|Chart tidal influence of the bay using maps.
Determine the watershed boundaries of towns using maps.
Witness shorebird migration/horseshoe crab phenomenon by taking a field trip and/or encouraging students to do so with their families.
Have students design their own wetlands/saltmarsh ecosystem (or any other locally found habitat or ecosystem). Build actual models or, better yet, re-create one on the school property.
Investigate the local impact of ecotourism. Have students design and create a brochure to sell a particular type of ecotourism.
Identify the many regional habitats and have students complete the Habitat Passport/Journal from NJASs Bridges to the Natural World.
Create a habitat quilt or tile wall and/or patio/walkway.
Take a field trip to one of the numerous natural areas that exist in the region. Nature study can also be done right on your school grounds!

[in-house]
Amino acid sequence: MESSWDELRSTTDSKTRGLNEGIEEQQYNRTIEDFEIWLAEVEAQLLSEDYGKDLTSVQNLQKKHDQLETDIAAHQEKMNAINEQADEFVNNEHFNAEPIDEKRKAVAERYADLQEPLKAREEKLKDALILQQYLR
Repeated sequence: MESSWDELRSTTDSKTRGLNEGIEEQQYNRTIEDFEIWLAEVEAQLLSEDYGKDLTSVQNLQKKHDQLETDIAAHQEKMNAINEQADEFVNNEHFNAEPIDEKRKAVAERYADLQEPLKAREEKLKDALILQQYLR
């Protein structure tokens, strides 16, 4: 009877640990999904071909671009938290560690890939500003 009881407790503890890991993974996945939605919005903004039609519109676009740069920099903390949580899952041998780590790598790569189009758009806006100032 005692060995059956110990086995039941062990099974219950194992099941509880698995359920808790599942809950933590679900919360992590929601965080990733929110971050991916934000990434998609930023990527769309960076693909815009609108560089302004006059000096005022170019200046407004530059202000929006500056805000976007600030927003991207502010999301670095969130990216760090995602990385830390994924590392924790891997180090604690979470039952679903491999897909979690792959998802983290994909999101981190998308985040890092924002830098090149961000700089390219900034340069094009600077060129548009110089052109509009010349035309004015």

Develop an advertising campaign slogan to convey the importance of habitats to wildlife pick a specific species of wildlife to highlight. Have class do a variety of species.
Trace a map of the Maurice River (or any other tributary of the Delaware Bay) from its source to its final entrance to the sea. List possible sites that could lower water quality.
Create a mobile using a natural history/wildlife theme.
Research and gather information from the NJ Division of Fish, Game and Wildlife, and various agencies and organizations. Set up a classroom library with the materials received.
Organize and have a natural history/environmental fair for your school. Invite the community and involve the parents.
Plan and develop a natural area/wildlife habitat/outdoor classroom on your school grounds. See resources listed in back and activity on gardening from Woods School.
The Green Teacher magazine is a wonderful resource, as is the New Jersey Coalition for School Yard Habitats.
Assess land-based resources and their uses (i.e. clay for bricks, wood for boats, sand for glass, etc.).